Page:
ShowClix founder Lynsie Campbell dishes about world of Pittsburgh startups in new "refreshing" book | Literary Arts | Pittsburgh | Pittsburgh City Paper

ShowClix founder Lynsie Campbell dishes about world of Pittsburgh startups in new "refreshing" book

click to enlarge ShowClix founder Lynsie Campbell dishes about world of Pittsburgh startups in new "refreshing" book (3)
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Lynsie Campbell
Lynsie Campbell started two companies in Pittsburgh, ticketing platform ShowClix, and bike-route sourcing app LaneSpotter. Each had a different outcome; ShowClix was acquired in 2017, and LaneSpotter shut down in 2019 after it ran out of money, due mainly to what Campbell described as a bad technical hire.

Her experiences at both ends of the startup spectrum in Pittsburgh are the subject of her new book This Better Work: A Female Founder's (Wild) Journey Through the (Hyper-Masculine) Tech Startup World, where she calls into question a lot of the widely-touted and mostly accepted lore about the region’s startup scene. Contrary to what civic and tech leaders in the region would have us believe, Pittsburgh, Campbell says, is a really hard place for any founder to successfully launch a startup, even more so if that founder is a woman or a minority.

“Having gone through the startup ecosystem here, there are more failures than there are successes,” Campbell said in an interview. “And it's one of the things that we just don't talk about enough. Founders, whenever you experience those failures, you feel really alone because nobody else has actually shared them. What I wanted to do was really lift the cover on this and say, you know, some of this journey is going to be amazing and some of this journey is going to be really, really painful and it’s going to hurt, and you need to be prepared for that.”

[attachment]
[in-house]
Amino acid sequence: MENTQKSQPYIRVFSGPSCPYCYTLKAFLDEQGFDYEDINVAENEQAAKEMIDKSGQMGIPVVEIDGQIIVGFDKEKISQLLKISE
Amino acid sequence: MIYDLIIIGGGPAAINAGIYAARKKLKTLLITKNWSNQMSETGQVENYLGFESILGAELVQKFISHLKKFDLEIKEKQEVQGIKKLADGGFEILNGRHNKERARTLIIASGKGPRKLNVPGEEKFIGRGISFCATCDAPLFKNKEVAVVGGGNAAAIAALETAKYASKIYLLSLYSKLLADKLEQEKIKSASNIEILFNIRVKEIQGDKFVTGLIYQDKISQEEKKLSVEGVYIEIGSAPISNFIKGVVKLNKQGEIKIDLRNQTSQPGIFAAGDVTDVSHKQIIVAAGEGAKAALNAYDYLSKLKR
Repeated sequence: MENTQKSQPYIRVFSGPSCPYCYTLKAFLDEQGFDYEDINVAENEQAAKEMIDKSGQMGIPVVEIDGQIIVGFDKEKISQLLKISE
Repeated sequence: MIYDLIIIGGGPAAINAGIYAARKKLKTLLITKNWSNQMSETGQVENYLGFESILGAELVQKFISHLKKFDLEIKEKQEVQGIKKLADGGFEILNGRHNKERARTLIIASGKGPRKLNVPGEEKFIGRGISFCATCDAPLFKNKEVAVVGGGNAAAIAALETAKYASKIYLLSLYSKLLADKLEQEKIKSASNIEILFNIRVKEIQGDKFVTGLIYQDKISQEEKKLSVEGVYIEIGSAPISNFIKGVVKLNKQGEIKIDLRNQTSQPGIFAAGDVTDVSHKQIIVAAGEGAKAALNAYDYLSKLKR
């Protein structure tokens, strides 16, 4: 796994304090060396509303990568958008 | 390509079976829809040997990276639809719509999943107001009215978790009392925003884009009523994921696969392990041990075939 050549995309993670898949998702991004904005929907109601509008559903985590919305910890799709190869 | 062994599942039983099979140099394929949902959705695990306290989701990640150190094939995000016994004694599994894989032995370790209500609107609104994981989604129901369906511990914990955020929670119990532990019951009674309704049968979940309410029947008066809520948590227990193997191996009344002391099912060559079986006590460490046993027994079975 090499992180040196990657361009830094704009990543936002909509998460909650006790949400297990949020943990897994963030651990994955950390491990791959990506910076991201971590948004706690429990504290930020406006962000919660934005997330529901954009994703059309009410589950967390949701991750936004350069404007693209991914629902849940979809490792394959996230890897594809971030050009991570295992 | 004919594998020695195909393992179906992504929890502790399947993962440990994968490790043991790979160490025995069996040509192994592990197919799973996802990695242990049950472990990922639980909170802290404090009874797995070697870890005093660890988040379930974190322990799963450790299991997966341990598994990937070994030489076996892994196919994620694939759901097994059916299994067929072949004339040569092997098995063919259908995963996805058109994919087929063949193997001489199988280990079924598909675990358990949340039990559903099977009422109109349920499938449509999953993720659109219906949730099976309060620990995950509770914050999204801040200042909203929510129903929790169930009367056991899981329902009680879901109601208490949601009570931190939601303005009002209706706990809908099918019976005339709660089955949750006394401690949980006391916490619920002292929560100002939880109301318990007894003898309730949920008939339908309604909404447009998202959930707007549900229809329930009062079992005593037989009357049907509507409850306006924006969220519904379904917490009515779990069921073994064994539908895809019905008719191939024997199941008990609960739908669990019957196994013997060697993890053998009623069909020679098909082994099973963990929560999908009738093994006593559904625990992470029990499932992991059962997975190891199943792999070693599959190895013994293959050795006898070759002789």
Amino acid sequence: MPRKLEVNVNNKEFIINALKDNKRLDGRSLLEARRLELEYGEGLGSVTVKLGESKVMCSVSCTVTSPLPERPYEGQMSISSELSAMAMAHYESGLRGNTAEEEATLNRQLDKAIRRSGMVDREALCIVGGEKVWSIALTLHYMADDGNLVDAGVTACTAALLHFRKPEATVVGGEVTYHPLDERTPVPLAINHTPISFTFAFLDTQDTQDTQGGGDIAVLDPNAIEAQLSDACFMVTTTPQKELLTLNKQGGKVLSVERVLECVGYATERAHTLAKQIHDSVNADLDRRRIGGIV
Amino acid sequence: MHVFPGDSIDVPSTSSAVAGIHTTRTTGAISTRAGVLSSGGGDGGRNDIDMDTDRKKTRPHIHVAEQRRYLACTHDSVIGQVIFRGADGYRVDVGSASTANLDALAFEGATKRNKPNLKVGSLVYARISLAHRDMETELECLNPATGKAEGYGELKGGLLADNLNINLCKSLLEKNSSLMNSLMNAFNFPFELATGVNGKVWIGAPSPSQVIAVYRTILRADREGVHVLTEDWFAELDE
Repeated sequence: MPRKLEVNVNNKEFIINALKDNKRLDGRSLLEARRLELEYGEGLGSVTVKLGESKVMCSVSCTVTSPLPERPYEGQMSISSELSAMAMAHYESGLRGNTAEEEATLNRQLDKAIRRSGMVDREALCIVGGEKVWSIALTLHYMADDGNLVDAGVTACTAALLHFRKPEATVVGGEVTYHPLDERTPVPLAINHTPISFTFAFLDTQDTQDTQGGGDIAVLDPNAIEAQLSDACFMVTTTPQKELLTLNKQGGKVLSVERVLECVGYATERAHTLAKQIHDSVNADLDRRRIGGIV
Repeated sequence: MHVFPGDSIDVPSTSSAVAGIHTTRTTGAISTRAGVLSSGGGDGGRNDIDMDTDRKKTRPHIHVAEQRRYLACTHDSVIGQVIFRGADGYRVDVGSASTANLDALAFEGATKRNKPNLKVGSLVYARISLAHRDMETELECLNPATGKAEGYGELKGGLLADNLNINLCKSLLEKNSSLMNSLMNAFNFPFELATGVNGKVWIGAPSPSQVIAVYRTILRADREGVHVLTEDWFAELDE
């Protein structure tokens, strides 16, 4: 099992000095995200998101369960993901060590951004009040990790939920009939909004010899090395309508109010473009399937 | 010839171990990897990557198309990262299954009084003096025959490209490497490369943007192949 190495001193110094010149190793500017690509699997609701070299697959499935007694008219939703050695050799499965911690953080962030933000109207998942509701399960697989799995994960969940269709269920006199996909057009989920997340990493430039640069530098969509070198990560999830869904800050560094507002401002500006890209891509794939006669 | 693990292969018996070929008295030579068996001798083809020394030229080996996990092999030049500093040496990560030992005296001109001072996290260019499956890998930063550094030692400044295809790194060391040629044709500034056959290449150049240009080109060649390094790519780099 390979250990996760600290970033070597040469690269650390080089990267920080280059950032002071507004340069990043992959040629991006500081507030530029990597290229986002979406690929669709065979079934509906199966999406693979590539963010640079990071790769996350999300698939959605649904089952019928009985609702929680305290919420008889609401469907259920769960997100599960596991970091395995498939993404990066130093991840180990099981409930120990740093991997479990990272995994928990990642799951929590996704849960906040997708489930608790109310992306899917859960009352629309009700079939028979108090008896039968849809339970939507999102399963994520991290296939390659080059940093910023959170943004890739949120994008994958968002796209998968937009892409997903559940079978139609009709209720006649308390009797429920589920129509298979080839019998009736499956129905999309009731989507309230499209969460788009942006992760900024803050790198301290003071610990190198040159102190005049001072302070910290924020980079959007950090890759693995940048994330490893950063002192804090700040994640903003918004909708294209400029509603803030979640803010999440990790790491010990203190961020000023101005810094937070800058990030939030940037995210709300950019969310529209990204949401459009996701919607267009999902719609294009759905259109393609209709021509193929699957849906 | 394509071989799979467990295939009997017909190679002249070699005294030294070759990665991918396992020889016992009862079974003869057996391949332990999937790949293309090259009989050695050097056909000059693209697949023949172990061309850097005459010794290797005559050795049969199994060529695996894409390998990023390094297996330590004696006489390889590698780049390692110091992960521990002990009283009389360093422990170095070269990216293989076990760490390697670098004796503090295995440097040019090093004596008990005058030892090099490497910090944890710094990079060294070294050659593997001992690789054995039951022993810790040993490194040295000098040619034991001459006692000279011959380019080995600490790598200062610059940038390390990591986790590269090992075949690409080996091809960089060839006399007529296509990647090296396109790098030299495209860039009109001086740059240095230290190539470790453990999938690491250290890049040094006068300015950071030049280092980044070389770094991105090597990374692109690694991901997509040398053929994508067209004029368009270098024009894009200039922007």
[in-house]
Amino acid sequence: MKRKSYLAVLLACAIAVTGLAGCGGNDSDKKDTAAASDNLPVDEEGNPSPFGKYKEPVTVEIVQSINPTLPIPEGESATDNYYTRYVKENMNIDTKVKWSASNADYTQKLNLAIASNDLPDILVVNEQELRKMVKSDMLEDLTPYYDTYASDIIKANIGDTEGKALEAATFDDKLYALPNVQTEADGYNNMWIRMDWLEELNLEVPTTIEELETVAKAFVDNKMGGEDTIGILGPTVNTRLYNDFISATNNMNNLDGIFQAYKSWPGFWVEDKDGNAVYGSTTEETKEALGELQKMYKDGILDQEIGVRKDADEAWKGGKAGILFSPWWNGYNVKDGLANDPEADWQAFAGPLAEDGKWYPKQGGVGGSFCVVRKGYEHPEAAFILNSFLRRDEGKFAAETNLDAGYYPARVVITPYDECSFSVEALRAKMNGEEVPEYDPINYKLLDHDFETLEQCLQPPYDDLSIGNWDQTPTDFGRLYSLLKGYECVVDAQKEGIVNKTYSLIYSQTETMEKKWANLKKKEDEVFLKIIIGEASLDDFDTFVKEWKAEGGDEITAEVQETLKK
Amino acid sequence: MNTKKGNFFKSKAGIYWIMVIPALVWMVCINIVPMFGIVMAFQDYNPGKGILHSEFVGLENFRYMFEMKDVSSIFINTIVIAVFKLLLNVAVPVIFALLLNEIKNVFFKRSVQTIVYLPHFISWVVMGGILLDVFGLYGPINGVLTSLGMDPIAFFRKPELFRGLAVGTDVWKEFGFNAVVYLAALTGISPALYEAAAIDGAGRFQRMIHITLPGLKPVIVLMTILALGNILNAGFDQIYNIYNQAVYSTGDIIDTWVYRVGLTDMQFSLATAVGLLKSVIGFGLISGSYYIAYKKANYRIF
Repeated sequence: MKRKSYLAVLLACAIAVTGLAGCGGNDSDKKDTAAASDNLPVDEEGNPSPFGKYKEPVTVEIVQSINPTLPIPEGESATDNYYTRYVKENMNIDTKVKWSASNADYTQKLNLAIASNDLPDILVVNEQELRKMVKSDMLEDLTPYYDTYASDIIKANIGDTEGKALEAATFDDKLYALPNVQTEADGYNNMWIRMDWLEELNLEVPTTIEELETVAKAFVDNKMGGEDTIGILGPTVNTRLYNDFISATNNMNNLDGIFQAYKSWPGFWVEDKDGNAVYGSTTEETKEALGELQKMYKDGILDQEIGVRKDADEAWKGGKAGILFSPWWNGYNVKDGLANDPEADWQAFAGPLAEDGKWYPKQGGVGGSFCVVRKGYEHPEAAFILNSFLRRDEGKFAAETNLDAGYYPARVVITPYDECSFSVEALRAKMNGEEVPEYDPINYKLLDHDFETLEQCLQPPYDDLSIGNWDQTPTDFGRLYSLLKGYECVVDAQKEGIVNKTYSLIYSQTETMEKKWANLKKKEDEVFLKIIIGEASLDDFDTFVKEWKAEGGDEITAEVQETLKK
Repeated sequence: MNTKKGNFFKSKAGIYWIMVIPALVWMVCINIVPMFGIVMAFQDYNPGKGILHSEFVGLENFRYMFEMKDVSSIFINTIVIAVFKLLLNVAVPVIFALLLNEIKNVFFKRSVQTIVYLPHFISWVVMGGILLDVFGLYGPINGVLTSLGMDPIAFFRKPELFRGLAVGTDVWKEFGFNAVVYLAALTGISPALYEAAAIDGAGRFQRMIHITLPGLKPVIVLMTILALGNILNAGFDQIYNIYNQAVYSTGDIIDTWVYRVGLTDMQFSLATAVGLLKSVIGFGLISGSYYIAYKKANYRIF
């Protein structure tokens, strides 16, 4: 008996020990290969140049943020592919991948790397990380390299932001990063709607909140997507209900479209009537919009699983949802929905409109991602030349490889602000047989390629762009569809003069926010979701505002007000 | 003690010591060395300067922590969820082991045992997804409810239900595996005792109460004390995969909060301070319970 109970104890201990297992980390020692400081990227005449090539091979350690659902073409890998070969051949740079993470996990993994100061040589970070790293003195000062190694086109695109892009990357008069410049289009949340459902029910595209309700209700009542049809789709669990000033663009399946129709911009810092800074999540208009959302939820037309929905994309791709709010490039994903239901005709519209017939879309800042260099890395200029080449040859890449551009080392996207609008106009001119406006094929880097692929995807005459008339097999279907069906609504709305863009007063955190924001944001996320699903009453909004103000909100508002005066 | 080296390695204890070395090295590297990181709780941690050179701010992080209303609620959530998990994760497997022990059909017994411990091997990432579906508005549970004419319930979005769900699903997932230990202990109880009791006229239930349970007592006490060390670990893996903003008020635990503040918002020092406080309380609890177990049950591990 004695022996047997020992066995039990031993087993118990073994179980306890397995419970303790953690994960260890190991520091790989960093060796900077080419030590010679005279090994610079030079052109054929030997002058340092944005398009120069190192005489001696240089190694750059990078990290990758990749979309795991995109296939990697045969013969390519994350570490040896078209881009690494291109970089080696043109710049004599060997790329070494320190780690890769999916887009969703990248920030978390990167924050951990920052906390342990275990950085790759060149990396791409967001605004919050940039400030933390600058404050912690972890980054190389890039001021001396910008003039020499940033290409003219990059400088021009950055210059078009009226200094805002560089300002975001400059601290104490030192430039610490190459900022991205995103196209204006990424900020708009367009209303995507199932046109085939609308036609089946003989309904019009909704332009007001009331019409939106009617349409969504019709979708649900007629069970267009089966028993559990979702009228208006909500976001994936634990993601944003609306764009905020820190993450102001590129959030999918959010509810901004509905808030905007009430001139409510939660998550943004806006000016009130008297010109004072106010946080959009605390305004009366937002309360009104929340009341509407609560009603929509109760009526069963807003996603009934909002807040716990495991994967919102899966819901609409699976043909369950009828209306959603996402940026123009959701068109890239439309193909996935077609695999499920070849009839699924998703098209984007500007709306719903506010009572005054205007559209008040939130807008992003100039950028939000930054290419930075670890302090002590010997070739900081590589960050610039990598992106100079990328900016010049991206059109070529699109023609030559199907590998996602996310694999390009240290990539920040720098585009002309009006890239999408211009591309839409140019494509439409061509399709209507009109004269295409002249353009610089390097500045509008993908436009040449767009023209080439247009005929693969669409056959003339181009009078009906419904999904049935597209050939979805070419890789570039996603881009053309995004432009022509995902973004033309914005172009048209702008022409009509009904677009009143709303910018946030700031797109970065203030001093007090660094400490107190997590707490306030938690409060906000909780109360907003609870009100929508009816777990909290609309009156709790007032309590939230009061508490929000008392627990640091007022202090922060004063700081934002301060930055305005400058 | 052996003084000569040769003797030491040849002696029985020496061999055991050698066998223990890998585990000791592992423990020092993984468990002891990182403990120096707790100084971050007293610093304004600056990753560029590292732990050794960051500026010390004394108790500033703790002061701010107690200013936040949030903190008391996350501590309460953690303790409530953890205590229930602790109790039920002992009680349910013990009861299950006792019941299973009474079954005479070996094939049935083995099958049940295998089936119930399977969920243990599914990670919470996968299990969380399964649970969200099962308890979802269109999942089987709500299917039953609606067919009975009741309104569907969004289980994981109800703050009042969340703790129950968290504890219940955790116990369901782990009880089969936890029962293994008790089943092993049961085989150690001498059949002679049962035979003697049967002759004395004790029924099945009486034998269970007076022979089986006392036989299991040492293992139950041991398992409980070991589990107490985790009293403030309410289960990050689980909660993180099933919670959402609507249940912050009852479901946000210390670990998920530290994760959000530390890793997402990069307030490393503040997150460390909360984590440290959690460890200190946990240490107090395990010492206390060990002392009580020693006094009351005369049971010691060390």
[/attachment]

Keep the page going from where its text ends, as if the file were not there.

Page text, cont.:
She bristles at the idea that Pittsburgh boosters tout ShowClix as an example of the success of the region’s startup ecosystem. "I'm sick of Pittsburgh sugarcoating,” she said. “I'm tired of the city telling a startup story that isn't necessarily true. ShowClix may have been a success story in regards to acquisition. For me, the founder, it wasn't and I actually don't believe it was the best outcome from our investors.”

Refreshingly, This Better Work doesn’t have the “girl boss” vibe of so many self-help books that offer dubious “business” advice. While she does offer solid pointers about what to think about when building a startup — hire people who can write and who care about your company’s mission, and, don’t overpromise just to land a big client — Campbell doesn’t suggest she has everything figured out. For example: chapter eight is titled “Surviving the Epic Fuckups,” where she details an event ShowClix ran for the Museum of Modern Art that crashed the ShowClix website, leaving many ticket-seeking Kraftwerk fans incensed.

Ultimately, she writes, how ShowClix handled the response — a full mea culpa — garnered positive press and helped add new clients. “The fuckups never end in the startup world,” she writes. “Some of them are big, and some of them are small. The one constant is that people are watching. How you respond to each crisis either helps your company continue to grow or hastens its demise.”

Campbell writes candidly about the parts of startup life she wasn’t good at, and the parts she hated — chief among them trying to raise funds — and the honesty and detail about her mistakes and the company’s mistakes, are what makes This Better Work a book that may actually help other founders learn what not to do. She’s brutally honest about the numerous mistakes she believes she made while trying to build LaneSpotter — not seeking partnerships with interested companies, for instance — and includes a lot of painful details.